Why does the trial of a woman accused (and acquitted) of killing her two-year old become "the trial of the decade" coverage-wise, but the trial of a man accused (and convicted) of killing 11 women and hiding them inside and under his home for years hardly rate a mention in the national media (considering both alleged crimes are at least equally disgusting)?
I don't know if anyone will be pleased with the resolution of the debt ceiling talks (assuming there IS a resolution). But that's what compromise is all about: living with something you don't like to get something you do.
While the nation may or may not default on its debts, isn't it great that we'll have pro football this fall? (Cleveland and Cincinnati, you don't have to answer that if you don't want to.)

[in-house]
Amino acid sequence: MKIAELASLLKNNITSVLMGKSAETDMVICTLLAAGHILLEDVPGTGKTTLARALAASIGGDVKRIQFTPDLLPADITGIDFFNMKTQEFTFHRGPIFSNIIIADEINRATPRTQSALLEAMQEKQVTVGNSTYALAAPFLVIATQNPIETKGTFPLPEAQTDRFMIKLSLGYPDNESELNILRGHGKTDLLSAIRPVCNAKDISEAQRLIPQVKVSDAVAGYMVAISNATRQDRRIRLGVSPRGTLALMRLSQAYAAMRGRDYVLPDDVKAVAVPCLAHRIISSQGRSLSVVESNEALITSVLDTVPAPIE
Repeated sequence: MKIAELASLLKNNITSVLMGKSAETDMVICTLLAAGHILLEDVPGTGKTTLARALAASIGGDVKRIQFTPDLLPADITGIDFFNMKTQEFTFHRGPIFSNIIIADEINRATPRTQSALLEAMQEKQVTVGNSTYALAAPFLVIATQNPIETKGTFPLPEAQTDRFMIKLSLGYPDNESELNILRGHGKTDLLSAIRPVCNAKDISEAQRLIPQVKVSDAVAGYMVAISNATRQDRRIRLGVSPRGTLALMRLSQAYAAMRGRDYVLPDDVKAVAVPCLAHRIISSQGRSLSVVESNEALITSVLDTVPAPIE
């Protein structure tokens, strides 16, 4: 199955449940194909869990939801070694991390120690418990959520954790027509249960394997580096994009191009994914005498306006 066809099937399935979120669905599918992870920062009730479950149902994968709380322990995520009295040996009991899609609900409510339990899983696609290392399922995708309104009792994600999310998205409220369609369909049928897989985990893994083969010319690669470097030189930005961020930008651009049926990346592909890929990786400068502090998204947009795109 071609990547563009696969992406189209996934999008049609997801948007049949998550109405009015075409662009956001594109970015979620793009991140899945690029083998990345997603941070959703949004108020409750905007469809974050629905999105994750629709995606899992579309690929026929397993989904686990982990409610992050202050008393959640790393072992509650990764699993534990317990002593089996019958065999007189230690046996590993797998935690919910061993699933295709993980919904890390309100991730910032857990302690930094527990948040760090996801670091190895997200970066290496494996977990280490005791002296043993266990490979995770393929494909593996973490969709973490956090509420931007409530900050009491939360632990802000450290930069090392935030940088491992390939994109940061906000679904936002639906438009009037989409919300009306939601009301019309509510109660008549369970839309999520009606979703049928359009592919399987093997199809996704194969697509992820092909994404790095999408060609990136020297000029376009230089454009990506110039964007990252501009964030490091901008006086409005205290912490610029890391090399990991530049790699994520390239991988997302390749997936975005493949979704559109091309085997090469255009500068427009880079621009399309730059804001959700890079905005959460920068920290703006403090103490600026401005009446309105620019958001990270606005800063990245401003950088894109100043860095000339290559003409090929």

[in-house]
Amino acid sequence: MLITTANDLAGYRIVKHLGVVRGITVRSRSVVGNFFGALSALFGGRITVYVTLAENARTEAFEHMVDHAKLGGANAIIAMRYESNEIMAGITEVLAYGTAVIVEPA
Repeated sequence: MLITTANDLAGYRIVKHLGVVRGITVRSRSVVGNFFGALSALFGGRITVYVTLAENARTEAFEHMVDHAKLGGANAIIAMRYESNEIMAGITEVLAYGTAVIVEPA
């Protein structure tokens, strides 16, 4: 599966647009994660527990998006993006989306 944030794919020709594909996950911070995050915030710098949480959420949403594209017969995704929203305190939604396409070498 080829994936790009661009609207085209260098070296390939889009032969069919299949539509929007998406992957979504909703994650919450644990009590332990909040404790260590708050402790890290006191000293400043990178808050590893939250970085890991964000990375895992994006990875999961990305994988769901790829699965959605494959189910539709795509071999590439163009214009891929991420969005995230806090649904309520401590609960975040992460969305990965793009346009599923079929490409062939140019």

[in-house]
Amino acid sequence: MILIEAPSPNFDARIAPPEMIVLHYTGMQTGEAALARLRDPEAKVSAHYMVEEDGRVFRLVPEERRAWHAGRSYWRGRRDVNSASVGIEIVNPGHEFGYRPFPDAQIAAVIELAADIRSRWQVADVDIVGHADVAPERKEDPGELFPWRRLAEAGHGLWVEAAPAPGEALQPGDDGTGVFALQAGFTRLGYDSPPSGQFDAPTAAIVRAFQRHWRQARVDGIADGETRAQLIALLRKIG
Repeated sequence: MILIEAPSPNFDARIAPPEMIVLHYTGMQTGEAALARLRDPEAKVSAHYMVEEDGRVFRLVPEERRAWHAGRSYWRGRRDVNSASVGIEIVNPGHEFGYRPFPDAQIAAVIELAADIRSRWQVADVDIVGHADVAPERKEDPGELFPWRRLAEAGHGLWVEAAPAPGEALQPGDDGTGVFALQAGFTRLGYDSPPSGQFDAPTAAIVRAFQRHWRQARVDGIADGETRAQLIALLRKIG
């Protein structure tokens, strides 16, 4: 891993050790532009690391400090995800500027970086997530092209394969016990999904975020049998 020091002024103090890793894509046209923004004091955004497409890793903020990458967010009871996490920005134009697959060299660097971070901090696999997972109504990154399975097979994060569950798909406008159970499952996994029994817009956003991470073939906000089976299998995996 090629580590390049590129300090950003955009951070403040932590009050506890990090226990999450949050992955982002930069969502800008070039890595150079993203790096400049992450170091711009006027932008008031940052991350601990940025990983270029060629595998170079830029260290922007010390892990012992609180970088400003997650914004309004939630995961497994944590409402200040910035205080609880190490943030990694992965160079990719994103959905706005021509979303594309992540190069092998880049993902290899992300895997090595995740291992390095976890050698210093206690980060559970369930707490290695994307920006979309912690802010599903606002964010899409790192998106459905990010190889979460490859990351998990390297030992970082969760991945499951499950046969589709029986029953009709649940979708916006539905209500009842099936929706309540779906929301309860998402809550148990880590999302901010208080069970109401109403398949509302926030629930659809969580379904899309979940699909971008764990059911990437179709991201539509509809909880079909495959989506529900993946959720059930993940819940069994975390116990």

Speaking of sports, someone at one of the regional sports channels did some research on this: the last time Cleveland and Pittsburgh's baseball teams were both in first place on July 20 was in 1921. Back then, you had just the American and National Leagues; no divisions.
Where I was, "Hot In Cleveland" was the phrase used more than any other to describe the weather of the past few days. Nice to know how predictable we can be.
I think the media reporting about the "hacking scandal" is missing the main point. While everyone (with one exception) is making Rupert Murdoch into a pinata over this, the real issue is how easy it is becoming for anyone with adequate technical knowledge to break into our personal electronic devices.
Amy Winehouse now joins an "elite" group of musicians: Jimi Hendrix, Janis Joplin, Jim Morrison and Kurt Cobain. And I know I'm not the first to note that.
And I'm afraid anyone who reads this will think I need another vacation.
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